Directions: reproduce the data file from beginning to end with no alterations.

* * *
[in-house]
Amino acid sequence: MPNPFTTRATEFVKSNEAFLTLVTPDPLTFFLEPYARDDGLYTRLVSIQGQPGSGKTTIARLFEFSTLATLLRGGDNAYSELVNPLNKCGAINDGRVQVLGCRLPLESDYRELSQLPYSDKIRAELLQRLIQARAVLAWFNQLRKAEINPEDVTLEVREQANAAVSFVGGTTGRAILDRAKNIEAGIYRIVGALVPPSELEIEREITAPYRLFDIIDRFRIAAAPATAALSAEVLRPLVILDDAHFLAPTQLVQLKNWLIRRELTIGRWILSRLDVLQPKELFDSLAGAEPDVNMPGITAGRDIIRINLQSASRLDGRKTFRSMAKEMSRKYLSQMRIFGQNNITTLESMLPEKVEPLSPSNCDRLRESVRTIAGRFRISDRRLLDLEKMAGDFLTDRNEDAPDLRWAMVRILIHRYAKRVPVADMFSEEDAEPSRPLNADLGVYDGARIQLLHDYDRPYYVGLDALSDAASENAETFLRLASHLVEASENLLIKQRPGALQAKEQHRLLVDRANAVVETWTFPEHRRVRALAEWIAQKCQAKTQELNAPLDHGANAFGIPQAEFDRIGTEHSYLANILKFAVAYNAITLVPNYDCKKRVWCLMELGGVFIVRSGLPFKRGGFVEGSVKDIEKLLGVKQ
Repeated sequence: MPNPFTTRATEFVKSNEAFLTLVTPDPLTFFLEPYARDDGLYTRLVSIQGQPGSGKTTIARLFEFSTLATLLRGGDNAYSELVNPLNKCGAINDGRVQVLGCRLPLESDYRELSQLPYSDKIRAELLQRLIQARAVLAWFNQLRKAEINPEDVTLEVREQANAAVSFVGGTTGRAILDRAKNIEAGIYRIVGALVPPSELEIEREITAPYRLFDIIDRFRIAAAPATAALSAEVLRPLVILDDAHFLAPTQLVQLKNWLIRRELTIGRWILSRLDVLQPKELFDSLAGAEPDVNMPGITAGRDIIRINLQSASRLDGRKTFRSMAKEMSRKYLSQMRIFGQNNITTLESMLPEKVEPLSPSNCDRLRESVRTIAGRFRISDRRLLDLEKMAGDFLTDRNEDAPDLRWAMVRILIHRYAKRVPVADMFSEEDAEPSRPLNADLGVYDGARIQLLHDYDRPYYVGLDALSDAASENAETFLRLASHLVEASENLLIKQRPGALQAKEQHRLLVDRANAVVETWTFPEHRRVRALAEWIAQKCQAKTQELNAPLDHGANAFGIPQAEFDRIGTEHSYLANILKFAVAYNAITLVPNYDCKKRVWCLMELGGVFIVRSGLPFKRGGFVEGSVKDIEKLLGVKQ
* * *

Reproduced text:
[in-house]
Amino acid sequence: MPNPFTTRATEFVKSNEAFLTLVTPDPLTFFLEPYARDDGLYTRLVSIQGQPGSGKTTIARLFEFSTLATLLRGGDNAYSELVNPLNKCGAINDGRVQVLGCRLPLESDYRELSQLPYSDKIRAELLQRLIQARAVLAWFNQLRKAEINPEDVTLEVREQANAAVSFVGGTTGRAILDRAKNIEAGIYRIVGALVPPSELEIEREITAPYRLFDIIDRFRIAAAPATAALSAEVLRPLVILDDAHFLAPTQLVQLKNWLIRRELTIGRWILSRLDVLQPKELFDSLAGAEPDVNMPGITAGRDIIRINLQSASRLDGRKTFRSMAKEMSRKYLSQMRIFGQNNITTLESMLPEKVEPLSPSNCDRLRESVRTIAGRFRISDRRLLDLEKMAGDFLTDRNEDAPDLRWAMVRILIHRYAKRVPVADMFSEEDAEPSRPLNADLGVYDGARIQLLHDYDRPYYVGLDALSDAASENAETFLRLASHLVEASENLLIKQRPGALQAKEQHRLLVDRANAVVETWTFPEHRRVRALAEWIAQKCQAKTQELNAPLDHGANAFGIPQAEFDRIGTEHSYLANILKFAVAYNAITLVPNYDCKKRVWCLMELGGVFIVRSGLPFKRGGFVEGSVKDIEKLLGVKQ
Repeated sequence: MPNPFTTRATEFVKSNEAFLTLVTPDPLTFFLEPYARDDGLYTRLVSIQGQPGSGKTTIARLFEFSTLATLLRGGDNAYSELVNPLNKCGAINDGRVQVLGCRLPLESDYRELSQLPYSDKIRAELLQRLIQARAVLAWFNQLRKAEINPEDVTLEVREQANAAVSFVGGTTGRAILDRAKNIEAGIYRIVGALVPPSELEIEREITAPYRLFDIIDRFRIAAAPATAALSAEVLRPLVILDDAHFLAPTQLVQLKNWLIRRELTIGRWILSRLDVLQPKELFDSLAGAEPDVNMPGITAGRDIIRINLQSASRLDGRKTFRSMAKEMSRKYLSQMRIFGQNNITTLESMLPEKVEPLSPSNCDRLRESVRTIAGRFRISDRRLLDLEKMAGDFLTDRNEDAPDLRWAMVRILIHRYAKRVPVADMFSEEDAEPSRPLNADLGVYDGARIQLLHDYDRPYYVGLDALSDAASENAETFLRLASHLVEASENLLIKQRPGALQAKEQHRLLVDRANAVVETWTFPEHRRVRALAEWIAQKCQAKTQELNAPLDHGANAFGIPQAEFDRIGTEHSYLANILKFAVAYNAITLVPNYDCKKRVWCLMELGGVFIVRSGLPFKRGGFVEGSVKDIEKLLGVKQ